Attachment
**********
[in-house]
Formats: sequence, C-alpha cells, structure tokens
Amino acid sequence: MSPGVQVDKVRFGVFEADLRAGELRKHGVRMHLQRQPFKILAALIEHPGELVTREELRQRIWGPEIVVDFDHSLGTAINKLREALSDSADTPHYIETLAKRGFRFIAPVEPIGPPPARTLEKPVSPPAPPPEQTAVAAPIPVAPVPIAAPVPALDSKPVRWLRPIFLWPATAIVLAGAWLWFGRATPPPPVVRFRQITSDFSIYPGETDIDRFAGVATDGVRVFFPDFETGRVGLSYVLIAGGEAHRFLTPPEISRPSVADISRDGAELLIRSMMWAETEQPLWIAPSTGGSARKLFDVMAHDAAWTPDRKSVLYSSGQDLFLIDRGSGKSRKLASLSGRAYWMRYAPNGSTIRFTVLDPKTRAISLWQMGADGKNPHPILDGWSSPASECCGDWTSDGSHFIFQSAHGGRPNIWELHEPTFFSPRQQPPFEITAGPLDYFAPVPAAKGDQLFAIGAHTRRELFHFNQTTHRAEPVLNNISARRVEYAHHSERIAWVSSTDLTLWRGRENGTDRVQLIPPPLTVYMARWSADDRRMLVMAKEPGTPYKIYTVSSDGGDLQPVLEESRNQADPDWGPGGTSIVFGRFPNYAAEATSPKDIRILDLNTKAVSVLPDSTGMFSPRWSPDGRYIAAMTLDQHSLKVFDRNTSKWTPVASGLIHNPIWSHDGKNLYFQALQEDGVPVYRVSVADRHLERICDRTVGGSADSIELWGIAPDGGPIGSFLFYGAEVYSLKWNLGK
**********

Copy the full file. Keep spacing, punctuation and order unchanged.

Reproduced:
[in-house]
Formats: sequence, C-alpha cells, structure tokens
Amino acid sequence: MSPGVQVDKVRFGVFEADLRAGELRKHGVRMHLQRQPFKILAALIEHPGELVTREELRQRIWGPEIVVDFDHSLGTAINKLREALSDSADTPHYIETLAKRGFRFIAPVEPIGPPPARTLEKPVSPPAPPPEQTAVAAPIPVAPVPIAAPVPALDSKPVRWLRPIFLWPATAIVLAGAWLWFGRATPPPPVVRFRQITSDFSIYPGETDIDRFAGVATDGVRVFFPDFETGRVGLSYVLIAGGEAHRFLTPPEISRPSVADISRDGAELLIRSMMWAETEQPLWIAPSTGGSARKLFDVMAHDAAWTPDRKSVLYSSGQDLFLIDRGSGKSRKLASLSGRAYWMRYAPNGSTIRFTVLDPKTRAISLWQMGADGKNPHPILDGWSSPASECCGDWTSDGSHFIFQSAHGGRPNIWELHEPTFFSPRQQPPFEITAGPLDYFAPVPAAKGDQLFAIGAHTRRELFHFNQTTHRAEPVLNNISARRVEYAHHSERIAWVSSTDLTLWRGRENGTDRVQLIPPPLTVYMARWSADDRRMLVMAKEPGTPYKIYTVSSDGGDLQPVLEESRNQADPDWGPGGTSIVFGRFPNYAAEATSPKDIRILDLNTKAVSVLPDSTGMFSPRWSPDGRYIAAMTLDQHSLKVFDRNTSKWTPVASGLIHNPIWSHDGKNLYFQALQEDGVPVYRVSVADRHLERICDRTVGGSADSIELWGIAPDGGPIGSFLFYGAEVYSLKWNLGK